Cartina’s world, Willow Grove, PA

Hey, there lonely cart

The shopping cart is capitalism’s beast of burden. Scaled to iconic proportions by the Supermarket, the shopping cart feeds the world’s desire for consumption and convenience. Yet, in its pragmatic form, the cart offers functionality beyond the transportation of goods from the market to the car trunk. Sometimes freed from the parking lot by teens as well as those in need, shopping carts often appear abandoned in odd places. These non-sequitur appearances showcase the functional value of the cart as they are sometimes filled with recycling, flea market debris, and other sundries. And when unattended these carts appear like a lone modern-day donkey on the periphery of urbanity awaiting its next cargo.

Niemandsland, Munster, Germany

Not rolling, drowning, Providence, RI

Cartifacts, Philadelphia, PA

 Lumber cart, Philadelphia

Junkyard Jawn, Philadelphia, PA

Open basket, closed for business, Hannover, Germany

A cart full of women’s history, Philadelphia, PA

Out of the blue, NYC, NY

At the ready, Washington DC

Ramped up, Philadelphia, PA

RIP, Philadelphia, PA


1-savies8bwAfter a particularly heavy snowstorm, the clean up begins. Parked vehicles on the street are are often plowed into their spots, thereby compounding shoveling out. Much effort is often individually expended to release one’s vehicle from its frozen prison. Therefore, once the spot is cleared, that spot is often believed by the shoveler to be personally “owned” until the snow on the street has melted away. Random furniture, concrete filled buckets and unwanted bric a brac are brought out to “save” the spot. Signs are often posted with threatening, expletive-laden scrawl. Fights have broken out over these cleared spots, and in Boston last year a man was shot. Evidently, clearing a spot altruistically, for any neighbor to benefit, is not something taught in Sunday school. Instead, marking one’s temporary territory by calling “Savesies” is the lesson learned.

2-savies7bw 3-savies4bw 4-savies3bw 5-savies5bw 6-savies9bw 7-savies10bw 8-savies11bw 9-savies1bw 10-savies2bw 11-savies6bw 12-savies12bwSavesies is now a 2017 calendar! Send $10 via Venmo or Paypal to RethinkTANKllc per our contact page along with your address and it will arrive within a week.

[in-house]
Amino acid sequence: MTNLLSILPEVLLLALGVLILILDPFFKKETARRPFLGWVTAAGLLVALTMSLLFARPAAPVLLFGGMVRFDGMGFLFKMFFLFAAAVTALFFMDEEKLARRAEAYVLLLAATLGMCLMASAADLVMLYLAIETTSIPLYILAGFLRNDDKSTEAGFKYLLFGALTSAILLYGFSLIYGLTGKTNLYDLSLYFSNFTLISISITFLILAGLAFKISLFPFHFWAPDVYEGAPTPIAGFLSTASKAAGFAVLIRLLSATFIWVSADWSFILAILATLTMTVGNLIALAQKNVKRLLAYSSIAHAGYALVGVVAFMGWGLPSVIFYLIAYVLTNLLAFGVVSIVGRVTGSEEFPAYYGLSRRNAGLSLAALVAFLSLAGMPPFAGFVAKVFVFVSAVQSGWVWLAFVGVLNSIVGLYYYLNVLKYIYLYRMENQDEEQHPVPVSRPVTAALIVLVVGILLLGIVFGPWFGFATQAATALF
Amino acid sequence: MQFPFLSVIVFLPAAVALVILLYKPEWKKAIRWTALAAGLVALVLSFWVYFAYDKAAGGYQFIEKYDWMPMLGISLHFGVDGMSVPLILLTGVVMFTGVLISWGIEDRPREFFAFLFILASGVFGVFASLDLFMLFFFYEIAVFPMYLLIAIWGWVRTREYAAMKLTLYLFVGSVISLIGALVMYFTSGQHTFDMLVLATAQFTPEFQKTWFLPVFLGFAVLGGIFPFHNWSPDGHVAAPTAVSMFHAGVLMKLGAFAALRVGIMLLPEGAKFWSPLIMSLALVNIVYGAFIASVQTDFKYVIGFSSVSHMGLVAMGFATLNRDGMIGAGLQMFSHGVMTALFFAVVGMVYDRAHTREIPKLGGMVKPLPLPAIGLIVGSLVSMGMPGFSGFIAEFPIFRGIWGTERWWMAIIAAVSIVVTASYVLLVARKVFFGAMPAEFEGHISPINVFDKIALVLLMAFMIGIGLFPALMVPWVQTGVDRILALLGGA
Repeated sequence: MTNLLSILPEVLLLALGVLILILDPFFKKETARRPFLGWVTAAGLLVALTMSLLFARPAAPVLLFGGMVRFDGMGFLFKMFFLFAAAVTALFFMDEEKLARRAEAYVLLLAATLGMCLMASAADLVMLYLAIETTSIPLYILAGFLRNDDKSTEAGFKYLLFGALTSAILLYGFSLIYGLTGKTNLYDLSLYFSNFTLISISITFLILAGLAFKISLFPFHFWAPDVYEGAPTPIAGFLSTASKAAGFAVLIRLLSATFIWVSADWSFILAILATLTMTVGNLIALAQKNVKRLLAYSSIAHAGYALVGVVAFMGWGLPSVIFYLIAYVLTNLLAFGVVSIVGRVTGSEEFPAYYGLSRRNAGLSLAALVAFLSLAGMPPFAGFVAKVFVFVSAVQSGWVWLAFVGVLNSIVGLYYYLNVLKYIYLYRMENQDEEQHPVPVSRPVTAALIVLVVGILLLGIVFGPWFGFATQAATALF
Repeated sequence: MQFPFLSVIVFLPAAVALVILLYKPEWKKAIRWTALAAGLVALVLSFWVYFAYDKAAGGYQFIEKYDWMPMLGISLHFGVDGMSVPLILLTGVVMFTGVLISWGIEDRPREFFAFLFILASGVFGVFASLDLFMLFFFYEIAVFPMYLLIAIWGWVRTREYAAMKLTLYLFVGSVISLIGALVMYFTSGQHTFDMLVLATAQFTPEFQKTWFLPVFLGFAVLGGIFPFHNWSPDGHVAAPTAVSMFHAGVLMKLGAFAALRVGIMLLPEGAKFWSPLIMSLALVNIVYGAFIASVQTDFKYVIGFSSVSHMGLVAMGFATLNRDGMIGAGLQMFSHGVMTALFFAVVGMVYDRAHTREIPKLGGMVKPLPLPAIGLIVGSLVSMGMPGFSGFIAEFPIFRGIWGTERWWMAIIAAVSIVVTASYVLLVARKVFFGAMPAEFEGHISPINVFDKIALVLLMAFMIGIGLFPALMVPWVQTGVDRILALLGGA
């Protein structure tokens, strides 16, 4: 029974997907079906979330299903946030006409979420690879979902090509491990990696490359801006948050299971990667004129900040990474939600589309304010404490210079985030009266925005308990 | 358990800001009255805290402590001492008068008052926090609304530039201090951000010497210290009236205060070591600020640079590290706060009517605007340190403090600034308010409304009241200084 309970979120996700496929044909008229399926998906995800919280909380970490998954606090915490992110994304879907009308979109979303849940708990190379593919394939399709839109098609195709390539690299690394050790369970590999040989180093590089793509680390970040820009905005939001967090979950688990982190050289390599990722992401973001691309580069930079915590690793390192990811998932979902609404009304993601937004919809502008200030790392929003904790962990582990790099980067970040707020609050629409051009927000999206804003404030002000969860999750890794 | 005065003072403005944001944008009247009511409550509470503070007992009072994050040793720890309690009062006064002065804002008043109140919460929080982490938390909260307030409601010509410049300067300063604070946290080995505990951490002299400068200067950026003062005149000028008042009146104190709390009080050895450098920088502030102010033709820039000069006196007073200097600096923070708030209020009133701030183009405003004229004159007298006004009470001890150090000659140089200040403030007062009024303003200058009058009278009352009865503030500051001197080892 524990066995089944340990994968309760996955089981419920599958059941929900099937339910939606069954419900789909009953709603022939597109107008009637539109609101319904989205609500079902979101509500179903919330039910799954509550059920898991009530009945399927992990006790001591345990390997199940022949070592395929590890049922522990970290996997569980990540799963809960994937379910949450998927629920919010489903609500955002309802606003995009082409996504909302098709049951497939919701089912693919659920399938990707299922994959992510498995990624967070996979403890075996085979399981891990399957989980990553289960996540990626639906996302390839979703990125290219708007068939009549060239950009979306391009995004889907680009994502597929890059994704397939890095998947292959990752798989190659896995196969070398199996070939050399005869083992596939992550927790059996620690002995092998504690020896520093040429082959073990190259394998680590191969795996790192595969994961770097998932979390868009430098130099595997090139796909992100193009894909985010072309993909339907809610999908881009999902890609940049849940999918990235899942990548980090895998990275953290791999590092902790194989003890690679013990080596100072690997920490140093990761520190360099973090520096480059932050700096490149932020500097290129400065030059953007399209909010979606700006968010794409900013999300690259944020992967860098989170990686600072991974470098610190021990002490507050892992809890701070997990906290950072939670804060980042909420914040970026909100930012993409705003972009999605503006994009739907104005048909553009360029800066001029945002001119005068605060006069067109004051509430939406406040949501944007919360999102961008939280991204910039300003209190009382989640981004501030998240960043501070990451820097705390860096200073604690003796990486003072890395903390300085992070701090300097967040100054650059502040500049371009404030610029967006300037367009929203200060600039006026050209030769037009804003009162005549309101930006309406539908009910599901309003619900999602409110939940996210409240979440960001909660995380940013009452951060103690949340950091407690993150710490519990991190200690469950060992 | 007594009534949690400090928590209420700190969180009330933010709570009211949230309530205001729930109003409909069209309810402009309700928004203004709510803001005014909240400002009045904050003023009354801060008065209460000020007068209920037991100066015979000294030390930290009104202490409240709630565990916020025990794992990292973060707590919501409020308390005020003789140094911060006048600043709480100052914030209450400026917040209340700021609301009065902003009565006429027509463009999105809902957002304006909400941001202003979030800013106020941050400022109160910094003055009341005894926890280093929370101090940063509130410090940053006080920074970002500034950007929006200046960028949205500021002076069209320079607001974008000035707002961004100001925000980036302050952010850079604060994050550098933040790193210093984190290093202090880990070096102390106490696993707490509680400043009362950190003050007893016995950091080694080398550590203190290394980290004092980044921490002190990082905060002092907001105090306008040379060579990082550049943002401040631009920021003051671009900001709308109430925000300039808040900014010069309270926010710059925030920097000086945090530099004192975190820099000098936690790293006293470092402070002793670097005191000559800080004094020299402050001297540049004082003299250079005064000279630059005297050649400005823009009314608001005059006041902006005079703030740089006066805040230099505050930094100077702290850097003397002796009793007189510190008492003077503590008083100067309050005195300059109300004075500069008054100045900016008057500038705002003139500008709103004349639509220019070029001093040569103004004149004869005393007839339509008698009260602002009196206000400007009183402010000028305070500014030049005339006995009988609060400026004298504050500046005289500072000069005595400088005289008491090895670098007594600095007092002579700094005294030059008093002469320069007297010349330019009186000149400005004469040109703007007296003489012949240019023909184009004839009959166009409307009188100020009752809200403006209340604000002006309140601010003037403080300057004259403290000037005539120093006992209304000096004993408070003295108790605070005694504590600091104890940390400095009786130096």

Train Buffers

Train buffers are single use vernacular elements of rail infrastructure. Destructive forces derive their forms. They have evolved through tragedy and serve silently.
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Buffer: Aegidientorplatz, Hannover, Germany

train buffer old (2)

Buffer: Near Kassel HBF


Buffer: Merida, Spain


Buffer: South Station, Boston, MA


Buffer: Industrial Parkway Hayward, CA


Buffer: Chestnut Hill East line, Philadelphia

hoboken train buffer

Buffer: Hoboken Train Terminal


Buffer: Pearl Brewery, San Antonio, TX

Toledo buffer

Buffer: Estación de Ave,  Toledo, Spain


Buffer: Kassel HBF


Buffer: Centralstation Malmö, Jernhusen AB

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Buffer: Orlando Airport, Florida


“I wore my sneakers but I’m not a sneak, my Adidas touched the sand of a foreign land”

Run- D.M.C.


“Shoefiti,” an emergent urban phenomena,  has spread beyond the city grid to suburban areas.  The purposes of this practice are myriad:  memorialization of a local “taken-down” in their prime, celebrating an era wearing a pricey pair of kicks, urban decoration, marking a well-played game on the court, etc.  For these photographs, each was taken from the sunroof of a car, carefully composing the view within the given roof aperture; each shoe tread above flatly displayed, yet slowly twirling in the breeze.

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Sidewalk Memorials


These images were all taken on the streets of Philadelphia. The objects brought and the emergent nature of display at an impromptu memorial site, are by-products of our culture.
Here, people have been taken before their time. What do you bring for a child that has been gunned down? How does one express their grief and sorrow for a friend or neighbor? Who cleans the site up and when? Where does it all go? When will it stop?

2600 W.OAKDALE ERNST FLASH MILLER (2)memorial 12th & south900 E.TIOGA HUNNYrip child6418 ELMWOOD (2)N PHILLY (3)1300 HARMONY ST SIMMONS WEST (5)MEMORIAL DAUHPIN (3)RIP BUTTA 13THFITZ (8)MEMORIAL 16TH&RT1 (4)memorial 400 n2nd (6)

1 RIP Bessie-N13th & Leterly Streets
2 RIP Flash-2600 W. Oakdale Street
3 RIP AJ-1200 South Street
4 RIP Hunny-900 E. Tioga Street
5 RIP Ty-1100 Federal Street
6 RIP Liberia-6418 Elmwood Avenue
7 RIP Pikachu-N. 13th & W. York Streets
8 RIP Friends-1300 Harmony Street
9 RIP Mook-2000 Dauphin Street
10 RIP Butta-1399 Fitzwater Street
11 RIP Wizz-N 16th & St. Luke Streets
12 RIP Red-400 N. 2nd street

Boot Scrapers


In the days of yore, when horses and buggies were the norm, boot scrapers were placed outside of each house. Horse excrement then was our dog doo of today. Many of these vernacular works reside by our residences, quietly standing, often unnoticed. Pictured here are a few examples of their integration within the urban fabric.